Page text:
WASHINGTON, April 18, 2013 – House Agriculture Committee Chairman Frank Lucas, R-Okla., plans to start marking up a new five-year farm bill on May 15, according to committee spokesperson Tamara Hinton.

Lucas met with Majority Leader Eric Cantor Thursday and discussed timing for the measure. The Virginia Republican asked Lucas to consider taking more time, but the Chairman plans to proceed as originally planned.

“Chairman Lucas did meet with Majority Leader Cantor today to discuss his plans to move forward with a May 15 markup date for the farm bill,” Hinton confirmed.  “Chairman Lucas also told him that, in the interim, he would be happy to hold listening sessions to gather input from his Republican colleagues.”

Republican leaders warned Lucas last year that there would not be sufficient votes within the GOP caucus to pass a farm bill last year because of several contentious issues including food stamps, dairy policy and commodity programs. It’s unclear whether or not any of those likely “nay” votes have indicated a change of heart.

The House Committee on Agriculture approved a new farm bill during a late night session July 12 last year, but GOP leaders never scheduled floor debate. Instead, most parts of the 2008 farm bill were extended until the end of the current fiscal year.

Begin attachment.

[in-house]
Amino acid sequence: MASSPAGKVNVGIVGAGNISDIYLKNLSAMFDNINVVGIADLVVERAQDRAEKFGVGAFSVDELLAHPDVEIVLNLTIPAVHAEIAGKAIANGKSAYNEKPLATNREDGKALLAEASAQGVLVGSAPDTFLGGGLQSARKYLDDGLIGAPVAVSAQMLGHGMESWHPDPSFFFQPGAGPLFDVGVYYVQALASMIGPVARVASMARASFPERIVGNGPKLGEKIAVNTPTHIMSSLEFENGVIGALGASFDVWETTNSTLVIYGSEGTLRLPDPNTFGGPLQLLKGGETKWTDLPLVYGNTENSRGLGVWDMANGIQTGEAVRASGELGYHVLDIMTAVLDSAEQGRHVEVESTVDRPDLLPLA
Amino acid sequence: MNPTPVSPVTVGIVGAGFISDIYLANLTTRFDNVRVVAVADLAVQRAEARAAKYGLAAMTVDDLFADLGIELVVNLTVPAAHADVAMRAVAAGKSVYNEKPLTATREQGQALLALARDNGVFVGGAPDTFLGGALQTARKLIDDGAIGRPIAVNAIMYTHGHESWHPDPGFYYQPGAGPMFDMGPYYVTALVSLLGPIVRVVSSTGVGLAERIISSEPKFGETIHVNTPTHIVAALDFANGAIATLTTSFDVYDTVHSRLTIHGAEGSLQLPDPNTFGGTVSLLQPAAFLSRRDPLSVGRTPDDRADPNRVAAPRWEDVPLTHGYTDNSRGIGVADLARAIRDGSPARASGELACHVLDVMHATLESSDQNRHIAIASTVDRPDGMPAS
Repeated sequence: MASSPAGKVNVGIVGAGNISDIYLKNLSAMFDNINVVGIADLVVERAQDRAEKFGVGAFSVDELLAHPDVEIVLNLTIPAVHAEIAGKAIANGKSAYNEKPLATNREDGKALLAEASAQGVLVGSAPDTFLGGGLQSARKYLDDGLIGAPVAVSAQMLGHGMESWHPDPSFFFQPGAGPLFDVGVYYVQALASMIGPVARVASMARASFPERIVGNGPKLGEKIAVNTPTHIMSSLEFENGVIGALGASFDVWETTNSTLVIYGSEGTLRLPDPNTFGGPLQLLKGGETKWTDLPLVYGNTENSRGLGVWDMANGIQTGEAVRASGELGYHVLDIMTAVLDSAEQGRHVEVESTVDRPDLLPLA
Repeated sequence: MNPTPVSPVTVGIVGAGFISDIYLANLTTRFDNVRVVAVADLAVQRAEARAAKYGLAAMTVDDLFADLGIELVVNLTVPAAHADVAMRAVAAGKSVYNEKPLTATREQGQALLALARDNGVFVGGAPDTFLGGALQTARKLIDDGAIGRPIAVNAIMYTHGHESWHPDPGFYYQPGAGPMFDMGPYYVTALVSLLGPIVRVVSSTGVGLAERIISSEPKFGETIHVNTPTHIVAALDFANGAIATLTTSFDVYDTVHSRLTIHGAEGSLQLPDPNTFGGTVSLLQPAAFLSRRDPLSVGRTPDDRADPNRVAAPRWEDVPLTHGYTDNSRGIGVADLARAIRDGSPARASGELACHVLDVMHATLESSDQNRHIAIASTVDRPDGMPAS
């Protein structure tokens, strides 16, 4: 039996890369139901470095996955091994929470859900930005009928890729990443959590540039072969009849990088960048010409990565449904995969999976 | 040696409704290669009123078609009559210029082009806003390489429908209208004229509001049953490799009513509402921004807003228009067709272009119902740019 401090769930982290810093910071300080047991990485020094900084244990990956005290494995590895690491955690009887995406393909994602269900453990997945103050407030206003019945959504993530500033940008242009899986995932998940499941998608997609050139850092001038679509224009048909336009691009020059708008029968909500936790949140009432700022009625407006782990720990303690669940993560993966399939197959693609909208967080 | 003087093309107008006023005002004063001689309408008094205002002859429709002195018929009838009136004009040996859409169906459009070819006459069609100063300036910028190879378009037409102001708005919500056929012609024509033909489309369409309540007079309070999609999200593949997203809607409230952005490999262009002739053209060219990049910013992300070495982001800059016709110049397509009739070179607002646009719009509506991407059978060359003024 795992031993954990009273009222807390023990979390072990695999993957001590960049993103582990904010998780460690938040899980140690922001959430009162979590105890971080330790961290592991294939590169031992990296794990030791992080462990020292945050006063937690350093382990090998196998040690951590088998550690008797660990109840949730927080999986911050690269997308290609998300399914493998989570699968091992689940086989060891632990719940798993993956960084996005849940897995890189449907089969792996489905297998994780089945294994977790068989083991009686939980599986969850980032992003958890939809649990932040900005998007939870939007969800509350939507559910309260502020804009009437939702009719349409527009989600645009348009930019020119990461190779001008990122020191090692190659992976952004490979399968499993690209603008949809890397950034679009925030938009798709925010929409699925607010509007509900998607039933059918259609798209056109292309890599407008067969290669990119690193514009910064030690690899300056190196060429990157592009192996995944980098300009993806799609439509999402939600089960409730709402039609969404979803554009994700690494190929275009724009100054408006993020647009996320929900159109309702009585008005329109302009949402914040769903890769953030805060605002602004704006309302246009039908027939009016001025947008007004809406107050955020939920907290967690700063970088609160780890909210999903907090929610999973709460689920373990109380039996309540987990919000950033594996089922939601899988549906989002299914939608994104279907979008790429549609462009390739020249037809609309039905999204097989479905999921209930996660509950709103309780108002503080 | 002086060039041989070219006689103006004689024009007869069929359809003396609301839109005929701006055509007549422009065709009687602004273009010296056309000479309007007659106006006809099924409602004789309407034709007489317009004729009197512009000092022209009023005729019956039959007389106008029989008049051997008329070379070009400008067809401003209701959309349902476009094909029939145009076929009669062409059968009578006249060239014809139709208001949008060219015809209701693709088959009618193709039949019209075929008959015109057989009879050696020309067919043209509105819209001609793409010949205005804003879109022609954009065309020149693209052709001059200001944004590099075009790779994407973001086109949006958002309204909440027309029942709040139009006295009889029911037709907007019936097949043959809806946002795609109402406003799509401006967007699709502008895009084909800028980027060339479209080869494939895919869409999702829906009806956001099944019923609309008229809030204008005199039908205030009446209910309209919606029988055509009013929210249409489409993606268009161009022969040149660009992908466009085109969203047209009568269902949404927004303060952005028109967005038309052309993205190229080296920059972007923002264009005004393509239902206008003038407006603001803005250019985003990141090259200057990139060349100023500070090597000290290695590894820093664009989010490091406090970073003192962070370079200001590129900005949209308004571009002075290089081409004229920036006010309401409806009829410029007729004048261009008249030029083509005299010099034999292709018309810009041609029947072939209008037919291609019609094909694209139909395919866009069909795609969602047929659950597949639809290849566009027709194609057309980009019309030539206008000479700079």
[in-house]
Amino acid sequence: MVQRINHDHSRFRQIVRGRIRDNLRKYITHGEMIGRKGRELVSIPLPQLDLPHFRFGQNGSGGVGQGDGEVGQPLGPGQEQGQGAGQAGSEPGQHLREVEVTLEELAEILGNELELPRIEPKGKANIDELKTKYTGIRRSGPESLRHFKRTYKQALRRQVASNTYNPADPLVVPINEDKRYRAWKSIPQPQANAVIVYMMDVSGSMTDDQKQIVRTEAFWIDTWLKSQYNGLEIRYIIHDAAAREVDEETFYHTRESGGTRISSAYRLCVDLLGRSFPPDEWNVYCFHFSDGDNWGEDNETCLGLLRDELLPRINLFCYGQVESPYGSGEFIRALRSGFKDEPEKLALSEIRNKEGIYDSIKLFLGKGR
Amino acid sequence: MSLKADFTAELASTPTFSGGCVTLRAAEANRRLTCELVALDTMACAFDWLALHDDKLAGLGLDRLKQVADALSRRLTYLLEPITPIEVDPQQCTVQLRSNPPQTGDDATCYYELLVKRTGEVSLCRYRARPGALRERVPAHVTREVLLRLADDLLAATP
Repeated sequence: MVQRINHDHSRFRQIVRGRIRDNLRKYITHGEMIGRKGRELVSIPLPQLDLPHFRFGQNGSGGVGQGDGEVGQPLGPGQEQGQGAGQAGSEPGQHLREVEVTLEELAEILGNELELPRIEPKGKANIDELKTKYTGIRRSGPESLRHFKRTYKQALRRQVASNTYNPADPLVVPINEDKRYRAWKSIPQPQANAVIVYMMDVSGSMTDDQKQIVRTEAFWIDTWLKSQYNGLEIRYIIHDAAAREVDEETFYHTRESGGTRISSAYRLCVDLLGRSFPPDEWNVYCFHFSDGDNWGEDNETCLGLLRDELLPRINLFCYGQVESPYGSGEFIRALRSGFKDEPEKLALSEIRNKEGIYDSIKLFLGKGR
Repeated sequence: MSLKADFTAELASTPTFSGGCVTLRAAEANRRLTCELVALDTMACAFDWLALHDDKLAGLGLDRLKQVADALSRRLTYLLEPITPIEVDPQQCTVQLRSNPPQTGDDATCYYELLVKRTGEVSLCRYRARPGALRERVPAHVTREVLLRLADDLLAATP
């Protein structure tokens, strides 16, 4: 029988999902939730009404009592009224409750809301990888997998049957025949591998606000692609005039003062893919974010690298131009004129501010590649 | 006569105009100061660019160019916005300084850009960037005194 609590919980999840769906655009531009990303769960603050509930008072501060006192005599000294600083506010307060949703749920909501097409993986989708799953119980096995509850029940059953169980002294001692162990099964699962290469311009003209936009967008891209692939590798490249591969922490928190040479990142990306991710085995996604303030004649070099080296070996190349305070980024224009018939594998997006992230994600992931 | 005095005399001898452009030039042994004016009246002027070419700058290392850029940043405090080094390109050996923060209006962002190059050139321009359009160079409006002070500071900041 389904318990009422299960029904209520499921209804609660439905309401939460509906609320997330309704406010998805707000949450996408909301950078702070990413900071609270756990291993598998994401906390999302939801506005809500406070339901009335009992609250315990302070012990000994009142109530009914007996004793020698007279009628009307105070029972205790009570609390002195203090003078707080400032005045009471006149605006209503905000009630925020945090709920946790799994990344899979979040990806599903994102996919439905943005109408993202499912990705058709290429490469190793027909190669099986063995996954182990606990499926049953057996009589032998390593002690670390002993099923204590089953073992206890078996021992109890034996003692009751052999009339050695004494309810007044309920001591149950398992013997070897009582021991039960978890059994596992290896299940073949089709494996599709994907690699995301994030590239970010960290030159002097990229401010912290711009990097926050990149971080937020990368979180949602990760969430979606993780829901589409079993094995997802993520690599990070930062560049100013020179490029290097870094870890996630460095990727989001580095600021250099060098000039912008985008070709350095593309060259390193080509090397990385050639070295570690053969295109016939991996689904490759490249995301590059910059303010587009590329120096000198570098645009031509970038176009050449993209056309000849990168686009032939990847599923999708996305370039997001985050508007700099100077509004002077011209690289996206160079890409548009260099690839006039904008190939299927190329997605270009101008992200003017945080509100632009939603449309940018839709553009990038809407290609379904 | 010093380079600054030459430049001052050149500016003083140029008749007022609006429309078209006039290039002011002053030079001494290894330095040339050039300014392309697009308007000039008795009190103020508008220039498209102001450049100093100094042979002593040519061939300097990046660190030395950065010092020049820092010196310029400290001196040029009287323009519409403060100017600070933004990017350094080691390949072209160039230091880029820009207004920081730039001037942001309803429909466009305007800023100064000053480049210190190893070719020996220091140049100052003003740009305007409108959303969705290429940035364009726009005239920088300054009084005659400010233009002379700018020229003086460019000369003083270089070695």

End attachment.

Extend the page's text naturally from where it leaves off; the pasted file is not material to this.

However, House Speaker John Boehner, R-Ohio, expressed optimism during his annual farm forum that a farm bill would be passed in 2013.

After the House failed to pass a farm bill last year, a farmer attending Boehner’s March forum asked if “Congress will be in the same boat this year?”

“I hope not,” Boehner chuckled. “I've talked to the Chair and ranking member of the Agriculture Committee and I’m very hopeful we will get a farm bill this year.

But when pressed about what has changed in the 113th Congress that makes him more optimistic regarding farm bill passage this year as compared to last, the speaker provided few specifics.

“Hope springs eternal in my world,” he said. “I’m hopeful that they will be able to come to some agreement.

“It's been a rather contentious issue - not because of the farm issues, but because 80 percent of the farm bill (spending) is nutrition programs. Some things went on in 2009 and 2010 that greatly expanded the food stamp program. There is a lot of fraud in the program and it needs to be dealt with. Some of our members want to deal with it, others don’t. I think that’s been the biggest impediment to getting the farm bill, but I’m optimistic that we will get a farm bill this year.

The speaker said there are 18 million more people on food stamps compared to four years ago because of the new eligibility requirements.

“American people don’t mind seeing their hard-earned money being spent to provide a safety net, but they surely hate to see people take advantage of their hard-earned tax dollars,” Boehner added.



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